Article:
“We have more bikes than I could ever have use for, but I enjoy collecting and knowing where they came from and who gave them to us,” says Smeltzer. “We have bikes from sheds and garages, bikes where the original owners refused to toss them. I promised to give them a good home and people still come back to see their old bikes. There’s a story connected to each bike.”
Smeltzer has three sons, and in the beginning, they were all involved in the family business. These days, Smeltzer’s two older sons have pursued different careers—Bill as a New York DJ and Bob Jr. as a California sommelier. His youngest son, Tim, remains.
“Tim is 38 now. We would not allow him to escape,” says Smeltzer. “He has been here over 30 years and is a key employee. The other two have created their own businesses.” Though Smeltzer’s two oldest sons have flown the coop, RJ Hodges, who has been with Smeltzer for 22 years, is positively son-like. The General Manager, Hodges is an extended member of the Smeltzer family.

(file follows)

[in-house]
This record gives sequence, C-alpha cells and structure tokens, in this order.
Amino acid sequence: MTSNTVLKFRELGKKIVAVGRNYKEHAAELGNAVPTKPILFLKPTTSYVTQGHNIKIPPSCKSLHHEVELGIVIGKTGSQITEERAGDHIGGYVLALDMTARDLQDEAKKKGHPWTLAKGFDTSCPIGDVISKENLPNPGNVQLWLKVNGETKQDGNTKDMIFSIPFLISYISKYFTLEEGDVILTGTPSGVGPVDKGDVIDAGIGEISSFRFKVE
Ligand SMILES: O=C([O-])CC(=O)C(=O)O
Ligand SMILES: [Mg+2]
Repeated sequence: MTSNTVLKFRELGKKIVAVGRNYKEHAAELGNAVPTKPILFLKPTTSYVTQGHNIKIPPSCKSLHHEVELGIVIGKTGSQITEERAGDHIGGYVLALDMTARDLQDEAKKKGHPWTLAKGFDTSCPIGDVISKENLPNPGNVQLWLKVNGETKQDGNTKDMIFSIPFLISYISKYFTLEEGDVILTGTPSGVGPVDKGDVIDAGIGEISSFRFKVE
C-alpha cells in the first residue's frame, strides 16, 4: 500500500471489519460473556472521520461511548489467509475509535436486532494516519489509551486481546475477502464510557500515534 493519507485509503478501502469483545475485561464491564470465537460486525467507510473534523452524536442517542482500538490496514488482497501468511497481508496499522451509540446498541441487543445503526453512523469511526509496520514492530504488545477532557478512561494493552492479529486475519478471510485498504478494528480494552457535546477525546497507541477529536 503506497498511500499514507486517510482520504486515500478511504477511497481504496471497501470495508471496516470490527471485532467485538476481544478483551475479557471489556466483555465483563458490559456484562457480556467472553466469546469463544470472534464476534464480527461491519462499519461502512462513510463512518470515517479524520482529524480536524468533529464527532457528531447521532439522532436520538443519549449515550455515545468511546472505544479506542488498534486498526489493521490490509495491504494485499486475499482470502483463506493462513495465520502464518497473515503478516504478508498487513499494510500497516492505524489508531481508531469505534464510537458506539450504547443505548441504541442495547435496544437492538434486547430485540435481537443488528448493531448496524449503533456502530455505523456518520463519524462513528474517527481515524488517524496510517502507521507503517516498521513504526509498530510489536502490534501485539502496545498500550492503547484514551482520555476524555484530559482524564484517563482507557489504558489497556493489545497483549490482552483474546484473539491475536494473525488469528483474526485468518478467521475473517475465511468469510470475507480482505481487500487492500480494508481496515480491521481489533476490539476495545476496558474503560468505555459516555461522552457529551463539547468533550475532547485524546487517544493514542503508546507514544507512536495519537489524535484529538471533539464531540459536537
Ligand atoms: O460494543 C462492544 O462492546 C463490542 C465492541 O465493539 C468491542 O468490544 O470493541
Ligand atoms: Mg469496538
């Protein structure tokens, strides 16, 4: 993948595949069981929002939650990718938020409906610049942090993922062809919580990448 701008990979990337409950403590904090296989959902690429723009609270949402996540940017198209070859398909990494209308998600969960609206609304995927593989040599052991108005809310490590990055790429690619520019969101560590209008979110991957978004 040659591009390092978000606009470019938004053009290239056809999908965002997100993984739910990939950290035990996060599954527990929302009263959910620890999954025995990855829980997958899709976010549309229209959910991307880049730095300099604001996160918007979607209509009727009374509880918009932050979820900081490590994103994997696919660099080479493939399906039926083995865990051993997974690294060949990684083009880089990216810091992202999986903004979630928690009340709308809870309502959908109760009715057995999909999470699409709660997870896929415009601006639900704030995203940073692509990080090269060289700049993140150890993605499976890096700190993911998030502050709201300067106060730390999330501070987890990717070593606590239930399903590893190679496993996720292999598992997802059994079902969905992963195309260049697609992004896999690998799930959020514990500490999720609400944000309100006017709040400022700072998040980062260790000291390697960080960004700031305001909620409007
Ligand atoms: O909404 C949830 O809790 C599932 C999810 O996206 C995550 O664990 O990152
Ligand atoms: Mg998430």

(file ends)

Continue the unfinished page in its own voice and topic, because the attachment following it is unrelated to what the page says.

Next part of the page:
Son Tim has two sons and a daughter, all under 5, and son Bob has a daughter arriving in January, so there is some potential for a third generation of Smeltzer’s to run Smeltzer’s & Sons. Smeltzer, at 75, is interested in business succession.
“Some independent owners stand behind the counter and wait for customers to come in. I go after the customers. I reach out.”
Regardless of which family—and near-family—members help run Smeltzer & Sons, there’s one thing the people of the county can depend on: The Smeltzer work ethic.
“My wife and I had a secret formula for success,” says Smeltzer. “We both worked 10 to 15 hours a day, seven days a week, for 10 years. And we got lucky, and it turned out to be successful. Some independent owners stand behind the counter and wait for customers to come in. I go after the customers. I reach out.”
There’s a story that some of Smeltzer’s larger suppliers tell at national conventions and pep rallies when other small business owners begin complaining about the economy. It’s a story Smeltzer has heard secondhand—he’s rarely in attendance because he just doesn’t have time.
“I’ve heard they tell this story of this banking executive and real estate developer who bought a chicken coop,” says Smeltzer. “And they say, if he can do it out of a chicken coop, you can do it out of a shopping center.”